I had the chance to visit the Kanavu Pattarai camp in Andhra Pradesh. I was mostly in the very southern tip of that state where Tamil Nadu and Kerala come together. First we traveled by train, and toured around in a car until we got to Kuppam. That is where the camp was held. The landscape was very similar to the southwest. Dry, arid, blue skies, and puffy clouds. It felt like a very familiar place. I loved the Southwest when I lived there, and I really got used to being in this type of environment again. If felt so familiar.
It was the perfect setting for the camp. Very quiet, serene, beautiful. Rambling vistas everywhere to just stare at, and take a very deep breath. I think students would have no problem feeling inspired to create in this space. In the morning and evenings it was quite cool. However, just as you may have guessed, the day time was hot. You really had to keep up your fluids up here, or else, heat exhaustion. I loved visiting the Agastya Foundation and staying on their campus for those few days. It was a great break from the traffic, humidity and people-packed city. It would have been great to see more of the State itself, but I was happy I got to see this small corner.
It was definitely a nice retreat to stay in Kerala for a few days. It was extremely cool, quiet, and fresh. We had great meals everyday, and had a very leisurely time. We played games, ate food, walked around and basically felt like we were taken care of. The quietness can be shocking after being in the city for a time. I was used to the city traffic and constant hum. However, once you refocus your senses to listen to the natural settings of the babbling brook, the bird calls, the monkey knocking at your door (really, they did), you then begin to feel like yourself again.
As I keep going through my pictures for this blog, I realize that I’m really only half way through. I took so many pictures, probably too many. But it was all in an effort to remember, and even feel what it was like to be there. Let’s face it, I am a visual person. I like looking at things. I definitely remember telling myself to stop taking pictures and to just be in the moment and to pay attention to the present. That’s really hard for me when there’s so much to look at. I guess that is a failure of technology, in a sense. We can use it to remember things for us, when we should actually be remembering the time we spent doing, being, and living. I do love taking pictures, but I also know it’s important to step away from the camera lens, to just let whatever happens, happen. I love that I can capture moments, or observe something in a different way with a camera. That’s exactly it’s job, because even then, you can alter what others see. Your first edit is deciding what you are taking a picture of. I don’t alter my photos much, I usually just leave them the way they are. That is also giving that environment, that moment, that object, that person a particular point of view. These pictures are a view of what I saw, what I wanted to remember, but it’s definitely not the way it was or is.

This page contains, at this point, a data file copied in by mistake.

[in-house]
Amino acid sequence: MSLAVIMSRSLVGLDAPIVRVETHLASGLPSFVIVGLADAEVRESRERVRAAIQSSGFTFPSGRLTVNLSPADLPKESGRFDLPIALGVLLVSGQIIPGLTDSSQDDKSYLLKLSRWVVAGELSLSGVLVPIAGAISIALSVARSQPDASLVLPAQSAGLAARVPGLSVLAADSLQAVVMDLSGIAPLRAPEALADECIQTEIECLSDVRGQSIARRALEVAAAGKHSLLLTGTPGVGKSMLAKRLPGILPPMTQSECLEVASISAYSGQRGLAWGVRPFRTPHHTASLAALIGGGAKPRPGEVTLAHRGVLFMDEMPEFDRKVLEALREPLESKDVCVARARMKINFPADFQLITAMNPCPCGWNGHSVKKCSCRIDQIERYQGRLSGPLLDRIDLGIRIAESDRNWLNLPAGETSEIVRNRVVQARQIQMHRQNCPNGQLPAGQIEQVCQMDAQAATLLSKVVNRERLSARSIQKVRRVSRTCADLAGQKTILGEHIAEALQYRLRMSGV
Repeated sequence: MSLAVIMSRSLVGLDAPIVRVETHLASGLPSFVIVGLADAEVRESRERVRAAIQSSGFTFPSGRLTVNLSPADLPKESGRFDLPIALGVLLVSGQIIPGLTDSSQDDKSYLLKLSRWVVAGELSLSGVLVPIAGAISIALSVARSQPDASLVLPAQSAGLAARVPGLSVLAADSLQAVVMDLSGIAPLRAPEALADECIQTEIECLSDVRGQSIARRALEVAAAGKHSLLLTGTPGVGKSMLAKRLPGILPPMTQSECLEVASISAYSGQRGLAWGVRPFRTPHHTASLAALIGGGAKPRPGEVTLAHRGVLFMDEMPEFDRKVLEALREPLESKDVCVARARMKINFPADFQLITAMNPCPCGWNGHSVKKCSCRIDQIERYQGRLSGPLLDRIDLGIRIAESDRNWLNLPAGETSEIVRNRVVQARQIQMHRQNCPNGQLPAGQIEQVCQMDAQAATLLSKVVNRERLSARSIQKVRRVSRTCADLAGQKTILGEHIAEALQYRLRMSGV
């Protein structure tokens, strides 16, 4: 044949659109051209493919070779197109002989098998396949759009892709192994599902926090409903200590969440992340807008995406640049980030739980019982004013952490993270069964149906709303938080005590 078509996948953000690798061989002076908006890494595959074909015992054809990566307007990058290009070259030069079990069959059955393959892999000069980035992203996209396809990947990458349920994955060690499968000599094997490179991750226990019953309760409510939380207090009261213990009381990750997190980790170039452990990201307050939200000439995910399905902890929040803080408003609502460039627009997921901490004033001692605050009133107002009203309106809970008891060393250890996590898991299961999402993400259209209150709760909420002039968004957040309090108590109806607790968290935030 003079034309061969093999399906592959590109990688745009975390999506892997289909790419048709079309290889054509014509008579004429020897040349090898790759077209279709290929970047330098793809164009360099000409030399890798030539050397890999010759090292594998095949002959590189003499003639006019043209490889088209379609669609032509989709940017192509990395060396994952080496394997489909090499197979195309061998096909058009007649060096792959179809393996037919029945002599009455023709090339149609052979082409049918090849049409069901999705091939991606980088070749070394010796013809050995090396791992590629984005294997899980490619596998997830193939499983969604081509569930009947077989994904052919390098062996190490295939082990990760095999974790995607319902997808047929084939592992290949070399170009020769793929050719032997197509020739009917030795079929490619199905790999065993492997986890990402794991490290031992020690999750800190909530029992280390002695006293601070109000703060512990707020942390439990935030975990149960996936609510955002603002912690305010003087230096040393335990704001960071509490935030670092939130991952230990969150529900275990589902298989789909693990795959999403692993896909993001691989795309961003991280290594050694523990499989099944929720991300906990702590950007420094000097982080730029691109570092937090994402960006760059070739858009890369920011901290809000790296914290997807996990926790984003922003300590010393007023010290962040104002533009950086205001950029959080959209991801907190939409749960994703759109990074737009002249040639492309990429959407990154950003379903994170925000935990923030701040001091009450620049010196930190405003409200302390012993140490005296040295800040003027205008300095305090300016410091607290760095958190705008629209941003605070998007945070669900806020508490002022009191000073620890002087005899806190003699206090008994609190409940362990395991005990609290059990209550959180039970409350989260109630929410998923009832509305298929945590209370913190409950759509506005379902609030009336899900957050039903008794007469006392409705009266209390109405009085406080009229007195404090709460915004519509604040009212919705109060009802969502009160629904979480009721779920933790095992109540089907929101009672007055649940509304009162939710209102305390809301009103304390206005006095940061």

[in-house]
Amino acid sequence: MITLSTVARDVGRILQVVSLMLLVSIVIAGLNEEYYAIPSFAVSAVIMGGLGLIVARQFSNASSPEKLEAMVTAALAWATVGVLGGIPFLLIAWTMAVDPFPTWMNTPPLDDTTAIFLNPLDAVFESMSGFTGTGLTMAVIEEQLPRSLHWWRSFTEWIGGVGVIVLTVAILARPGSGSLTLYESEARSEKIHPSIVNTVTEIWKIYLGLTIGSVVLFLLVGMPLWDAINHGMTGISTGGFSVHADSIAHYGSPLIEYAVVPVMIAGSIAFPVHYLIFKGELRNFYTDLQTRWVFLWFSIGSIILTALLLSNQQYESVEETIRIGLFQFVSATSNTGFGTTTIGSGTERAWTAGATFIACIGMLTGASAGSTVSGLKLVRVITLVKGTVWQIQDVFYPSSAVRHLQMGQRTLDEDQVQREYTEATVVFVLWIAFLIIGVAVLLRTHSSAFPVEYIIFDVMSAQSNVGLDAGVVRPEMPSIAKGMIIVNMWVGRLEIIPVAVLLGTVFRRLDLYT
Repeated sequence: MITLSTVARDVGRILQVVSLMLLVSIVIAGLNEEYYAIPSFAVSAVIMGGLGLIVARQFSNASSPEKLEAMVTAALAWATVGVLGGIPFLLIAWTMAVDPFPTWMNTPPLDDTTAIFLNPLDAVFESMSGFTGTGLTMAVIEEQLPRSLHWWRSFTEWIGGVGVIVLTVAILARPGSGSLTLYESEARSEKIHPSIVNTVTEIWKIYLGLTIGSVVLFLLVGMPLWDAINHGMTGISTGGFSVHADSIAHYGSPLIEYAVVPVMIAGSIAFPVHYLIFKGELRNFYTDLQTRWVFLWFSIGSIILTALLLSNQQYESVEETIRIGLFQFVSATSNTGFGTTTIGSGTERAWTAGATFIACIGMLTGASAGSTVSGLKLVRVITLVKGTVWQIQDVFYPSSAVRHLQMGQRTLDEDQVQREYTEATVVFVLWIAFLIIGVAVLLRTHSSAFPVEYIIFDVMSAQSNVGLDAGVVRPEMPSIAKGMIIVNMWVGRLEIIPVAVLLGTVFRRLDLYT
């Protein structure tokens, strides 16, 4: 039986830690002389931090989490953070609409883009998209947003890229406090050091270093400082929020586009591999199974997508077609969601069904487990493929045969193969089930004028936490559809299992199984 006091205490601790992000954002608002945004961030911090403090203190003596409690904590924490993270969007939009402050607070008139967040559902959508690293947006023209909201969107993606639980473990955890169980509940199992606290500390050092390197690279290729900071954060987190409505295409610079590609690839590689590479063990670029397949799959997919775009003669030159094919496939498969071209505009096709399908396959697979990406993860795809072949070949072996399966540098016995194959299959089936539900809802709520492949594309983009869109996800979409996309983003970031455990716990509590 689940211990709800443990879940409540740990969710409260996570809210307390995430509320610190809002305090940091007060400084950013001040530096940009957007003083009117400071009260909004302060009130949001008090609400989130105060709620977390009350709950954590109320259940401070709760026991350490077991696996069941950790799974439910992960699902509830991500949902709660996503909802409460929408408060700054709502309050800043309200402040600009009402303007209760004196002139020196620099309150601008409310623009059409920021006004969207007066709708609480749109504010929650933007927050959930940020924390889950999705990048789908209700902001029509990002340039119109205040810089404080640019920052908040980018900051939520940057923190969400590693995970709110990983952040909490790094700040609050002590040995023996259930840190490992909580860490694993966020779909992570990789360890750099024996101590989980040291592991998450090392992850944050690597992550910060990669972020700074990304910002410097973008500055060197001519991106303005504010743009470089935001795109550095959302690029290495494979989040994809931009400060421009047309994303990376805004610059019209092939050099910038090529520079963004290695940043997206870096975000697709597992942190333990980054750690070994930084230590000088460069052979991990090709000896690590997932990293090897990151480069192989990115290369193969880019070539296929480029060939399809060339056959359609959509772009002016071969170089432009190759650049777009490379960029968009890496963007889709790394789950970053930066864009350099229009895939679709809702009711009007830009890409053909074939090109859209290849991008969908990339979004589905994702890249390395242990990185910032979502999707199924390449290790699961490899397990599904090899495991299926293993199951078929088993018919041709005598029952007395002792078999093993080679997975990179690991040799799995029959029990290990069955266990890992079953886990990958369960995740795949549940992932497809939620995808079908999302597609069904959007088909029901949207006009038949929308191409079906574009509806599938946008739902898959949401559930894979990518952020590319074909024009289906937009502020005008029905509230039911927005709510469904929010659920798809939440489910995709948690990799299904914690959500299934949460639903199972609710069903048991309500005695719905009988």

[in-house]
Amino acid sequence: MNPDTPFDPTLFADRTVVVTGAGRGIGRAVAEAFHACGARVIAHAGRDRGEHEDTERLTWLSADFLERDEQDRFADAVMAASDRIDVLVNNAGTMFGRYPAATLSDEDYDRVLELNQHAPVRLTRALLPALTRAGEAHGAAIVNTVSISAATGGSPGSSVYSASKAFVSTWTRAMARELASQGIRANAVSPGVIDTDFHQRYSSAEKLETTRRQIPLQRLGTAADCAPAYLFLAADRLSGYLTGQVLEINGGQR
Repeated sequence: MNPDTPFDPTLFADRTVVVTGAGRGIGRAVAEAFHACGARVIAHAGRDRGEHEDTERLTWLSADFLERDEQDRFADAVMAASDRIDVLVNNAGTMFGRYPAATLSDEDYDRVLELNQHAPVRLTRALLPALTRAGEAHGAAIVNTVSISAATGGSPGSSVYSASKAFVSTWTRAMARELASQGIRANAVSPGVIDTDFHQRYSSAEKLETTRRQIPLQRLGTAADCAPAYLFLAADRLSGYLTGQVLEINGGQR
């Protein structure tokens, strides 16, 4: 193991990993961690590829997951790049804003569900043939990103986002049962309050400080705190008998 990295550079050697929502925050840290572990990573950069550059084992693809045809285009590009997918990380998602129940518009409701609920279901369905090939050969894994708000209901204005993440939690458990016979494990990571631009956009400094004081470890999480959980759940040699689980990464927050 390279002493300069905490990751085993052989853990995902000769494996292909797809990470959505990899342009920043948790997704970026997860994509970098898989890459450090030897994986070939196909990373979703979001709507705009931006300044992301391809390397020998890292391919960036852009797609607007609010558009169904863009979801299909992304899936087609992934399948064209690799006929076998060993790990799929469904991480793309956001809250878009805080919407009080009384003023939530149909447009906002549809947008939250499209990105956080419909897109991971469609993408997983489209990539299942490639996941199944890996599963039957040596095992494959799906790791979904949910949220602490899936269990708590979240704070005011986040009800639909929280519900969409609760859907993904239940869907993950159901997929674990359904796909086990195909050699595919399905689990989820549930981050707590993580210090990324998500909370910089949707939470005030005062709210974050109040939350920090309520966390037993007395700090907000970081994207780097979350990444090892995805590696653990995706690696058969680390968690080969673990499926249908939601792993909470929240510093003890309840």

If I was feeling homesick, or had hankering for some western food, there was no where better than visiting a nice cafe, sitting outside or being around art and greenery. It was a nice treat, and one I always looked forward to. One of the best things was things about these western style cafes is that they would make the best dish they could make. You want a waffle? You got the best waffle. You want a granola with your fruit bowl? You got the best granola someone could make. You want a creamy pasta dish? You can get a creamy pasta dish, with homemade pasta. All of the cafes had something special and tasty to eat, no matter what it was. If it was on the menu, that means they were good at making it. Here are a few pictures of a few cafes I frequented in four months.
Just some snap shots around my friend’s neighborhood. There were some fun shots being taken as I looked down from the roof of their apartment building. It seems like you get even more of a peak at real life when no one things you’re watching. Big thanks to the little boy busting a move on the top of his roof top! But, my roof top is higher then yours!
It’s time for another flashback. This time some of the details at Agra Fort.
Agra Fort is about a mile and 1/2 from Taj Mahal in Agra. It’s completely walled and gigantic! This was the last site I visited on my trip in India last year and, although a wonderful site, I found it to be overwhelming. Not just because of the size and details. The history of Agra Fort is rich and dramatic.
Built by the Mughals in the 11th century, it was held and captured over and over again through different kings and sultans. The fort was also the secondary capital at one point. The fort went back and forth between Mughals and Hindus for quite some time, and finally landed in the hands of Akbar (a famous Mughal leader). Apparently this family had a lot of issues and there are lots of stories about family members taking revenge on each other. The most notable act of revenge was on Shah Jahan.
Shah Jahan was famous for building the Taj Mahal for his wife. At the end of his life, Shah Jahan was imprisoned by his son and held captive in a tower at the fort until he died.
The pictures below just showcase a few details of this massive fort. It really is something to see, and of course has a dreamy view of the Taj mahal.